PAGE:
Tuesday, July 13, 2010

Why are we so fascinated with invisibility?

Cloaking devices are standard fare in science fiction stories, most notably, Star Trek. Harry Potter has a cloak of invisibility, although he is not the first fictional character to have one.

There is also serious scientific research into invisibility. Imagine the military uses -- you would not need a Trojan Horse to infiltrate enemy territory.

I got started on this train of thought because of my mother. She recently retired, and I suggested that she write down stories of her life. Her story on invisibility had me laughing hard. When she was about 12, a cousin who was her constant playmate said he heard that holding a dog bone would make you invisible. His dog had died the year before, so they dug up its bones. He held up the bones one at a time, asking her, "Can you see me now?" They were so angry after checking out all the bones and finding out it wasn't true.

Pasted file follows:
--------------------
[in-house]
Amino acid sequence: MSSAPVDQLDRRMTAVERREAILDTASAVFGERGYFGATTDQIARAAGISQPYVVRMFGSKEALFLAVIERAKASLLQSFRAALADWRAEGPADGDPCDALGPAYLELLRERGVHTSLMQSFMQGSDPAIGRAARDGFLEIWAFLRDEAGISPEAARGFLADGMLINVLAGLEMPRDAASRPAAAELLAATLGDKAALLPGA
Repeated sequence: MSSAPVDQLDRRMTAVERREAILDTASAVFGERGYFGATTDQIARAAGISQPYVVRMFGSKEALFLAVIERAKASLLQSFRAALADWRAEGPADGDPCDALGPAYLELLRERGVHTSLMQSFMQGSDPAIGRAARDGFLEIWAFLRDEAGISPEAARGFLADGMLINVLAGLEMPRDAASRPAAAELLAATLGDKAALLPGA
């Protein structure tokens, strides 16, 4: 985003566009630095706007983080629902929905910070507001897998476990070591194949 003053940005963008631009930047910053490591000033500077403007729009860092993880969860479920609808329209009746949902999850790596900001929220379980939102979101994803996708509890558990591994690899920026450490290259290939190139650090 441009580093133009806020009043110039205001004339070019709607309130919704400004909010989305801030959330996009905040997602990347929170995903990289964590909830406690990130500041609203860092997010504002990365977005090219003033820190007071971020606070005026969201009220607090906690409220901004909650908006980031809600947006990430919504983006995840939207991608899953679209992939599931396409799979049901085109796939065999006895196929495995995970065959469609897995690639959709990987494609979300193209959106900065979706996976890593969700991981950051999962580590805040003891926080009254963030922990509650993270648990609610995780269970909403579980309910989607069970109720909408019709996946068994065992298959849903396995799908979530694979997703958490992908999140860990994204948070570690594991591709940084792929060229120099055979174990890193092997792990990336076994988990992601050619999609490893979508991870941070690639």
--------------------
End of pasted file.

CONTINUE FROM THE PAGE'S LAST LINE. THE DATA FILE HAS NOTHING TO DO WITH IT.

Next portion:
But there is a flip-side to this issue. Some societies use shunning or ostracism to punish non-conforming members, rendering the punished one "invisible" because no one acknowledges his or her existence. This can be very painful and unsettling for the "invisible" one.

Fiction also deals with the unwanted side of invisibility (see The Invisible Man by H. G. Wells, for example).

Bottom line- invisibility is cool only if it is under our control.

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